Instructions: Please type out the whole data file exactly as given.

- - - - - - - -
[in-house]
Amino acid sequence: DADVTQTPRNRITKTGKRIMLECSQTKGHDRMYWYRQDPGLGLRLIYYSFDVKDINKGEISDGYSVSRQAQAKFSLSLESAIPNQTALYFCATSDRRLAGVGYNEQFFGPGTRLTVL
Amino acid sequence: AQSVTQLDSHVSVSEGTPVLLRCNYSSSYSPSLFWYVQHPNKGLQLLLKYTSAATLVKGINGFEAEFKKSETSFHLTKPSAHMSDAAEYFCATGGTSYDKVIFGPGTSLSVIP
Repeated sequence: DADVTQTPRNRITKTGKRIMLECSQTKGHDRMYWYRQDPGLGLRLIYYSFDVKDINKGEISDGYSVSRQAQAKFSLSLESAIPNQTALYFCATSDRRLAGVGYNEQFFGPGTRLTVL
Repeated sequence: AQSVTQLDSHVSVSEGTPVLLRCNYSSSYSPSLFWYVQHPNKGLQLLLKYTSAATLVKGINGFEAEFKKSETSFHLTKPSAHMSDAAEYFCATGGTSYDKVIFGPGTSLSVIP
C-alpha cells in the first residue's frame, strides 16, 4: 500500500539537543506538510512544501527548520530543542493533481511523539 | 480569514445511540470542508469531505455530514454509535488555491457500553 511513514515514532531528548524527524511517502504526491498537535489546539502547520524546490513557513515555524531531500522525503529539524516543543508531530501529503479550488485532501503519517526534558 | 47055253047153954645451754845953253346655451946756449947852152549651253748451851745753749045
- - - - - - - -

[in-house]
Amino acid sequence: DADVTQTPRNRITKTGKRIMLECSQTKGHDRMYWYRQDPGLGLRLIYYSFDVKDINKGEISDGYSVSRQAQAKFSLSLESAIPNQTALYFCATSDRRLAGVGYNEQFFGPGTRLTVL
Amino acid sequence: AQSVTQLDSHVSVSEGTPVLLRCNYSSSYSPSLFWYVQHPNKGLQLLLKYTSAATLVKGINGFEAEFKKSETSFHLTKPSAHMSDAAEYFCATGGTSYDKVIFGPGTSLSVIP
Repeated sequence: DADVTQTPRNRITKTGKRIMLECSQTKGHDRMYWYRQDPGLGLRLIYYSFDVKDINKGEISDGYSVSRQAQAKFSLSLESAIPNQTALYFCATSDRRLAGVGYNEQFFGPGTRLTVL
Repeated sequence: AQSVTQLDSHVSVSEGTPVLLRCNYSSSYSPSLFWYVQHPNKGLQLLLKYTSAATLVKGINGFEAEFKKSETSFHLTKPSAHMSDAAEYFCATGGTSYDKVIFGPGTSLSVIP
C-alpha cells in the first residue's frame, strides 16, 4: 500500500539537543506538510512544501527548520530543542493533481511523539 | 480569514445511540470542508469531505455530514454509535488555491457500553 511513514515514532531528548524527524511517502504526491498537535489546539502547520524546490513557513515555524531531500522525503529539524516543543508531530501529503479550488485532501503519517526534558 | 47055253047153954645451754845953253346655451946756449947852152549651253748451851745753749045